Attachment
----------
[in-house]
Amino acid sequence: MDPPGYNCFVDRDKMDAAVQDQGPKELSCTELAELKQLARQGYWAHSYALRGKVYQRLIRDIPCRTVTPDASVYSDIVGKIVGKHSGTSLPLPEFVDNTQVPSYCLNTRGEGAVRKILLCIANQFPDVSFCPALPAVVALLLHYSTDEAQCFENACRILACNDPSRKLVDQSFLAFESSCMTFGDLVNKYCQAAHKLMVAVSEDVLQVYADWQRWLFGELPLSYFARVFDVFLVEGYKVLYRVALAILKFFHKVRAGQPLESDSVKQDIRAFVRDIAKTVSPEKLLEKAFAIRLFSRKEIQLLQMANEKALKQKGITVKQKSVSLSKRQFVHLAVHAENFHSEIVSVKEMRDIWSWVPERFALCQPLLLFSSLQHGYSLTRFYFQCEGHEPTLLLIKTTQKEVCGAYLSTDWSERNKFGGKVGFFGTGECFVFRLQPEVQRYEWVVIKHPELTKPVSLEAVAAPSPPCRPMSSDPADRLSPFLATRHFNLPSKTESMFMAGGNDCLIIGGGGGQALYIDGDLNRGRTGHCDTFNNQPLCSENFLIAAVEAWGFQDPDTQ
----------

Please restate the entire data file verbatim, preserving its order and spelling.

[in-house]
Amino acid sequence: MDPPGYNCFVDRDKMDAAVQDQGPKELSCTELAELKQLARQGYWAHSYALRGKVYQRLIRDIPCRTVTPDASVYSDIVGKIVGKHSGTSLPLPEFVDNTQVPSYCLNTRGEGAVRKILLCIANQFPDVSFCPALPAVVALLLHYSTDEAQCFENACRILACNDPSRKLVDQSFLAFESSCMTFGDLVNKYCQAAHKLMVAVSEDVLQVYADWQRWLFGELPLSYFARVFDVFLVEGYKVLYRVALAILKFFHKVRAGQPLESDSVKQDIRAFVRDIAKTVSPEKLLEKAFAIRLFSRKEIQLLQMANEKALKQKGITVKQKSVSLSKRQFVHLAVHAENFHSEIVSVKEMRDIWSWVPERFALCQPLLLFSSLQHGYSLTRFYFQCEGHEPTLLLIKTTQKEVCGAYLSTDWSERNKFGGKVGFFGTGECFVFRLQPEVQRYEWVVIKHPELTKPVSLEAVAAPSPPCRPMSSDPADRLSPFLATRHFNLPSKTESMFMAGGNDCLIIGGGGGQALYIDGDLNRGRTGHCDTFNNQPLCSENFLIAAVEAWGFQDPDTQ